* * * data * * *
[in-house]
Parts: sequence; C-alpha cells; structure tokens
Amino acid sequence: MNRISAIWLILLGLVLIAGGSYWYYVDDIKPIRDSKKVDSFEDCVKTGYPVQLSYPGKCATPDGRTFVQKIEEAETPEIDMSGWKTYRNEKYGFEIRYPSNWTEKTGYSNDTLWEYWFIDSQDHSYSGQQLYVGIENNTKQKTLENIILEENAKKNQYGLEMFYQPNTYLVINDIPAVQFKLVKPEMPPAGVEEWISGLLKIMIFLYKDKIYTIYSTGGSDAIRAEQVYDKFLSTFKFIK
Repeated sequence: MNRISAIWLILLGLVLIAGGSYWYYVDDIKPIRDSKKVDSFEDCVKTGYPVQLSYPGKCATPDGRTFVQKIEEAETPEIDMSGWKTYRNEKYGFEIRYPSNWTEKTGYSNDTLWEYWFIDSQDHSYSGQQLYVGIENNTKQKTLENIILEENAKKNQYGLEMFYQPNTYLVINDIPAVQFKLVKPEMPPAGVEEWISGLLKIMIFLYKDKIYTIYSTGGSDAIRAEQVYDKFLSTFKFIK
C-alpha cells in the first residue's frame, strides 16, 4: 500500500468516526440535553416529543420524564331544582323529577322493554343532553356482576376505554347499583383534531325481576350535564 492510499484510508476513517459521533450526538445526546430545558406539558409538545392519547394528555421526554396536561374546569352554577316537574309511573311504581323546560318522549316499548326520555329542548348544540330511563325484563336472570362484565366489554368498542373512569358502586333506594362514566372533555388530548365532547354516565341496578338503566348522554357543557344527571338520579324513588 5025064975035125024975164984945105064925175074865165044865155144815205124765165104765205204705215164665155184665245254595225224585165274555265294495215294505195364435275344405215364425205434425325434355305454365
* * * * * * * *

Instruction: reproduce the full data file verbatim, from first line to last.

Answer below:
[in-house]
Parts: sequence; C-alpha cells; structure tokens
Amino acid sequence: MNRISAIWLILLGLVLIAGGSYWYYVDDIKPIRDSKKVDSFEDCVKTGYPVQLSYPGKCATPDGRTFVQKIEEAETPEIDMSGWKTYRNEKYGFEIRYPSNWTEKTGYSNDTLWEYWFIDSQDHSYSGQQLYVGIENNTKQKTLENIILEENAKKNQYGLEMFYQPNTYLVINDIPAVQFKLVKPEMPPAGVEEWISGLLKIMIFLYKDKIYTIYSTGGSDAIRAEQVYDKFLSTFKFIK
Repeated sequence: MNRISAIWLILLGLVLIAGGSYWYYVDDIKPIRDSKKVDSFEDCVKTGYPVQLSYPGKCATPDGRTFVQKIEEAETPEIDMSGWKTYRNEKYGFEIRYPSNWTEKTGYSNDTLWEYWFIDSQDHSYSGQQLYVGIENNTKQKTLENIILEENAKKNQYGLEMFYQPNTYLVINDIPAVQFKLVKPEMPPAGVEEWISGLLKIMIFLYKDKIYTIYSTGGSDAIRAEQVYDKFLSTFKFIK
C-alpha cells in the first residue's frame, strides 16, 4: 500500500468516526440535553416529543420524564331544582323529577322493554343532553356482576376505554347499583383534531325481576350535564 492510499484510508476513517459521533450526538445526546430545558406539558409538545392519547394528555421526554396536561374546569352554577316537574309511573311504581323546560318522549316499548326520555329542548348544540330511563325484563336472570362484565366489554368498542373512569358502586333506594362514566372533555388530548365532547354516565341496578338503566348522554357543557344527571338520579324513588 5025064975035125024975164984945105064925175074865165044865155144815205124765165104765205204705215164665155184665245254595225224585165274555265294495215294505195364435275344405215364425205434425325434355305454365